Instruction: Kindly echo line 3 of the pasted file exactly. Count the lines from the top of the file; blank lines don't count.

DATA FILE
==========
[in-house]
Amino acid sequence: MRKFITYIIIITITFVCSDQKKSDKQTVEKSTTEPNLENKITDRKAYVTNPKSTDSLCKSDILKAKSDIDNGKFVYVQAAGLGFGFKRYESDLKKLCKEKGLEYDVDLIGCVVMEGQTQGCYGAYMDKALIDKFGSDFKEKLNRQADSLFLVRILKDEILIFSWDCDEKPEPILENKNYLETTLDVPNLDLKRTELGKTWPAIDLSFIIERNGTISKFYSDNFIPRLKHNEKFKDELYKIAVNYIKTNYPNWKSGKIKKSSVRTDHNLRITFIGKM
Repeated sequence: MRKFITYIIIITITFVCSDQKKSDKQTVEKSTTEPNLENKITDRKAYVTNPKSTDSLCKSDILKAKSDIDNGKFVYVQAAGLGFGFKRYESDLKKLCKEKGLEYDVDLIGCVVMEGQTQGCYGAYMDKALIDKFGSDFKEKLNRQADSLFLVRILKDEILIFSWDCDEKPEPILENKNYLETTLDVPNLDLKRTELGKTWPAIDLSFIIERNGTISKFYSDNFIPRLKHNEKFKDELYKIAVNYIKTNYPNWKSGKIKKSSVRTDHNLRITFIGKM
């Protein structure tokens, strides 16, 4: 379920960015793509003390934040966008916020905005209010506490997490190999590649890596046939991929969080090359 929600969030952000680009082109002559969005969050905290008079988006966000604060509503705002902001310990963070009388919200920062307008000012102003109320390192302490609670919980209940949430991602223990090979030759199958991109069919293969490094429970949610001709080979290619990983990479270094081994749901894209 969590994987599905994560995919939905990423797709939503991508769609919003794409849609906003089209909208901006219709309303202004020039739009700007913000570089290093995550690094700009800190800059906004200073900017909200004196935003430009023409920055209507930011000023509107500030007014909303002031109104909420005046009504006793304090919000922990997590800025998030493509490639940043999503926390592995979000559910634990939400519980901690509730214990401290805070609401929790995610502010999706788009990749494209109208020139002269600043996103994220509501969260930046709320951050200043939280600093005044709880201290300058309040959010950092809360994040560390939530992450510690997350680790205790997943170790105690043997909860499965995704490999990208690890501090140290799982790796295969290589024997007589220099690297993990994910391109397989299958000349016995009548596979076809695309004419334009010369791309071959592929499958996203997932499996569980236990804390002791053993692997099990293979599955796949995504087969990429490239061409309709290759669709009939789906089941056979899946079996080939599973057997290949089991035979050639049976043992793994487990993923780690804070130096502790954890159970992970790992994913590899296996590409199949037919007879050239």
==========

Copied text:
Repeated sequence: MRKFITYIIIITITFVCSDQKKSDKQTVEKSTTEPNLENKITDRKAYVTNPKSTDSLCKSDILKAKSDIDNGKFVYVQAAGLGFGFKRYESDLKKLCKEKGLEYDVDLIGCVVMEGQTQGCYGAYMDKALIDKFGSDFKEKLNRQADSLFLVRILKDEILIFSWDCDEKPEPILENKNYLETTLDVPNLDLKRTELGKTWPAIDLSFIIERNGTISKFYSDNFIPRLKHNEKFKDELYKIAVNYIKTNYPNWKSGKIKKSSVRTDHNLRITFIGKM